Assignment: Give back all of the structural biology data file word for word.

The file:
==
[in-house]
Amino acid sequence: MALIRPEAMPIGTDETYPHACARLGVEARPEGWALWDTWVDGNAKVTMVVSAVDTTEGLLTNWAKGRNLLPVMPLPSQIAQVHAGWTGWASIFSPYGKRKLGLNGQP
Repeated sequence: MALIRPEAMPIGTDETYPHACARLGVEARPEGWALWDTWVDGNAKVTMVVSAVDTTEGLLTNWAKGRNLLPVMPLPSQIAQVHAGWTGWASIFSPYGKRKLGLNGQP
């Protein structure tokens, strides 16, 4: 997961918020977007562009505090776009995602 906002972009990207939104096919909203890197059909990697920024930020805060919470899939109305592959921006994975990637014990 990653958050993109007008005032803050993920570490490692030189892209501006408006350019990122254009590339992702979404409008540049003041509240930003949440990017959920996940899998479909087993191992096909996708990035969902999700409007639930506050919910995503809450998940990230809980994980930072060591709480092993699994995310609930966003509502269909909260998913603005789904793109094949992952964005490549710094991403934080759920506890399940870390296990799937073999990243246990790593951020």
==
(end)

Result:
[in-house]
Amino acid sequence: MALIRPEAMPIGTDETYPHACARLGVEARPEGWALWDTWVDGNAKVTMVVSAVDTTEGLLTNWAKGRNLLPVMPLPSQIAQVHAGWTGWASIFSPYGKRKLGLNGQP
Repeated sequence: MALIRPEAMPIGTDETYPHACARLGVEARPEGWALWDTWVDGNAKVTMVVSAVDTTEGLLTNWAKGRNLLPVMPLPSQIAQVHAGWTGWASIFSPYGKRKLGLNGQP
């Protein structure tokens, strides 16, 4: 997961918020977007562009505090776009995602 906002972009990207939104096919909203890197059909990697920024930020805060919470899939109305592959921006994975990637014990 990653958050993109007008005032803050993920570490490692030189892209501006408006350019990122254009590339992702979404409008540049003041509240930003949440990017959920996940899998479909087993191992096909996708990035969902999700409007639930506050919910995503809450998940990230809980994980930072060591709480092993699994995310609930966003509502269909909260998913603005789904793109094949992952964005490549710094991403934080759920506890399940870390296990799937073999990243246990790593951020």